by Alberto Chimal
translation by Julia Rios

A girl listens, ecstatic, to tales of mermaids. On its own, this is a lovely image. Mothers and fathers like to see their little ones’ delight when they talk to them about those “sweet, kind beings, with green hair and bright tails.”

If you go to the sea, they say, maybe youll see them.

And there is no malice in this. Adults only want to preserve children’s innocence, and they believe they can succeed through their narrations.

But this is how the truth about mermaids has been forgotten, so today only a few people know and preserve it.

It is the mermaids’ fault that this happened. In the 18th century, when all the magical entities retired from the material world, the mermaids took care to leave behind only innocuous legends, flattering stories about themselves, created to beguile the incautious, telling only of their beauty. In time, fiction imposed itself over direct testimonies, which grew increasingly rare.

Meanwhile, the mermaids elected to inhabit the realm of dreams. In this infinite environment that human consciousness can barely glimpse, they swim as in the primordial ocean before the emergence of life, when in fact, there was nothing but dreams… and the dangers, the accidents, and mere banalities of our decomposing world don’t reach them. Giant fish don’t devour them from below, seagulls don’t defecate on them when they surface. Ships don’t run away from them, but neither do they — be they ruled by lusty or bloodthirsty sailors — go full speed ahead to meet them. They don’t get stuck in nets or floating debris; they don’t drown in oil slicks.

The only thing missing in this refuge is, of course, food, which cannot be extracted from the luminal matter of dreams. Nevertheless, the mermaids have stayed alive in the same manner as other exiled creatures: if a human mind dreams of them with sufficient clarity, the narrow conduits leading from the dream to that mind are widened. Then the mermaids can pass into that unprepared consciousness and invade it.

There are few specialists capable of treating these infestations, and those who suffer can go several years before noticing that they are being attacked. A typical case: in 2004, after mounting work troubles, the engineer Alejandra Benítez, from the city of Morosa, went in for an examination, and it turned out her psyche harbored 4,703 different mermaids: they made their nests in fears and aspirations, they went out to play in urges and fantasies, and they ate, voraciously, the professional skills the engineer had acquired, at great expense, over the course of five years of study at a polytechnic institute.

It was impossible to protect her mind, which the mermaids had worn down to the point where they could enter and leave even while she was awake. Already too incapacitated to do her job at a software company, Benítez became completely unable to understand it and had to look for other, unskilled work (she was an attendant at a toll booth on the highway for a while; they reported that she was calm and happy). Worse still, when the mermaids had finished with all of her professional education, they began to eat other portions of her memory.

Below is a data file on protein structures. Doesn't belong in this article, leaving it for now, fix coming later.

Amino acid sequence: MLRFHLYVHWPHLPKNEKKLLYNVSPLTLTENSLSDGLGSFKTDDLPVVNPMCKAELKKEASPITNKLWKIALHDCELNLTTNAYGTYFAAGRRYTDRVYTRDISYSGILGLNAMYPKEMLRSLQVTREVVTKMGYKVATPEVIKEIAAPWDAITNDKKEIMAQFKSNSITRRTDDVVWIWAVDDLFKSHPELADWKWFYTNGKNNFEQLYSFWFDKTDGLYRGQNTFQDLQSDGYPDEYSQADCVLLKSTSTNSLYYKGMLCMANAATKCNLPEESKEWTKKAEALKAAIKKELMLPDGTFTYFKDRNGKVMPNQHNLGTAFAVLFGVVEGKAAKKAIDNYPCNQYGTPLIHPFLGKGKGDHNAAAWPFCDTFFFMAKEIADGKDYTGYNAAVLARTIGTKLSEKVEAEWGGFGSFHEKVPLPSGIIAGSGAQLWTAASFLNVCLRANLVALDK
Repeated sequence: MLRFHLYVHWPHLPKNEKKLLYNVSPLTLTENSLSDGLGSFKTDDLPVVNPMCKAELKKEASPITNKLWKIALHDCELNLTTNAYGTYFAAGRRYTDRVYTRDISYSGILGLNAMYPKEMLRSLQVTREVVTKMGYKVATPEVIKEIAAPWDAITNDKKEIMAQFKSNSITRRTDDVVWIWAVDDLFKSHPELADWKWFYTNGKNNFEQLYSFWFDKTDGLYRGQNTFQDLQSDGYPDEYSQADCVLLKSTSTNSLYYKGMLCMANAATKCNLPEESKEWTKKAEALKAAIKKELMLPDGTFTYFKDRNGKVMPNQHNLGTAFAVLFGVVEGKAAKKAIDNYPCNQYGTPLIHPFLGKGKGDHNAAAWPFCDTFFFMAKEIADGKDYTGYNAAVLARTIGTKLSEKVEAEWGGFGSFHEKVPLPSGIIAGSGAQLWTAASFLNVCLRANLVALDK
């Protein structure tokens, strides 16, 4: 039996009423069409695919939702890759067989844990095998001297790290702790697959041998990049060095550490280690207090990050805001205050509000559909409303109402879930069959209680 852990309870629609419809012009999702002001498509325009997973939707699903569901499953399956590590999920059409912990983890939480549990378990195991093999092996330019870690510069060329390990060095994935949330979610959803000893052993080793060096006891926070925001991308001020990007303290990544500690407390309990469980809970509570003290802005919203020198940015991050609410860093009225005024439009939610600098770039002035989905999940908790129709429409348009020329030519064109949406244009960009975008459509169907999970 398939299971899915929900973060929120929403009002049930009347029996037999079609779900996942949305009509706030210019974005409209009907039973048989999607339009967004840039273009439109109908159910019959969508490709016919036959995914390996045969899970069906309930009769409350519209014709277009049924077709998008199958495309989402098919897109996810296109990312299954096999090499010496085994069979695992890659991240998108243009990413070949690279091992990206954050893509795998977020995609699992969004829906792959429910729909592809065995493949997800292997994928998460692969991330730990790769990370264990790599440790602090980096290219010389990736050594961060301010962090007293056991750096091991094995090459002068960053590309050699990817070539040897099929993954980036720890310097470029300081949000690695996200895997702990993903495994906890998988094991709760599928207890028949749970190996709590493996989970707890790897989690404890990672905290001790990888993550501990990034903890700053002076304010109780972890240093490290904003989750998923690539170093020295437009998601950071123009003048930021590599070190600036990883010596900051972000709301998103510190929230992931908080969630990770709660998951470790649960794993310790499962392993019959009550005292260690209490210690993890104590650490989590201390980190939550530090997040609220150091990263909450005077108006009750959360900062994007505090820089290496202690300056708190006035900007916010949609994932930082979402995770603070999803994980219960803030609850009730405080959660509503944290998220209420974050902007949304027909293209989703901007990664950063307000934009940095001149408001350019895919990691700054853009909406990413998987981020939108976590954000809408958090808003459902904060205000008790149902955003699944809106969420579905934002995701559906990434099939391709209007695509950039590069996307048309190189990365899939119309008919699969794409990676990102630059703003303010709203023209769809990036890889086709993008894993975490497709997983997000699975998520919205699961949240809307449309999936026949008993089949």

Today, confined in a hospital, this victim of numinous forces has lost almost all her memories: she believes herself to be a girl, small and innocent, and she is fascinated by mermaids, by their green hair and brilliant tails, which appear before her, floating in the air, even when her eyes are open.

© Copyright 2019 Alberto Chimal

Alberto Chimal is a writer and professor of creative writing. He has won several literary awards in Mexico and was a finalist in 2013 for the The Rómulo Gallegos International Novel Prize, one of the most important awards in Latin America. In 2019, his children’s book, La Distante received the Cuatrogatos Foundation Award. In 2020, his first novel to be translated into English, The Most Fragile Objects, was published in the United States, and two of his translated stories appeared in The Big Book of Modern Fantasy. He hosts a digital anthology and writing exercise website at and also has a YouTube vlog ( with his wife, writer Raquel Castro. He has taught courses and workshops in Mexico, the United States, France, and other countries.

Julia Rios (they/them) is a queer, Latinx writer, editor, podcaster, and narrator whose fiction, non-fiction, and poetry have appeared in Latin American Literature Today, Lightspeed, and Goblin Fruit, among other places. Their editing work has won multiple awards including the Hugo Award. Julia is a co-host of This is Why We’re Like This, a podcast about the movies we watch in childhood that shape our lives, for better or for worse. They’ve narrated stories for Escape Pod, Podcastle, Pseudopod, and Cast of Wonders. They’re @omgjulia on Twitter.

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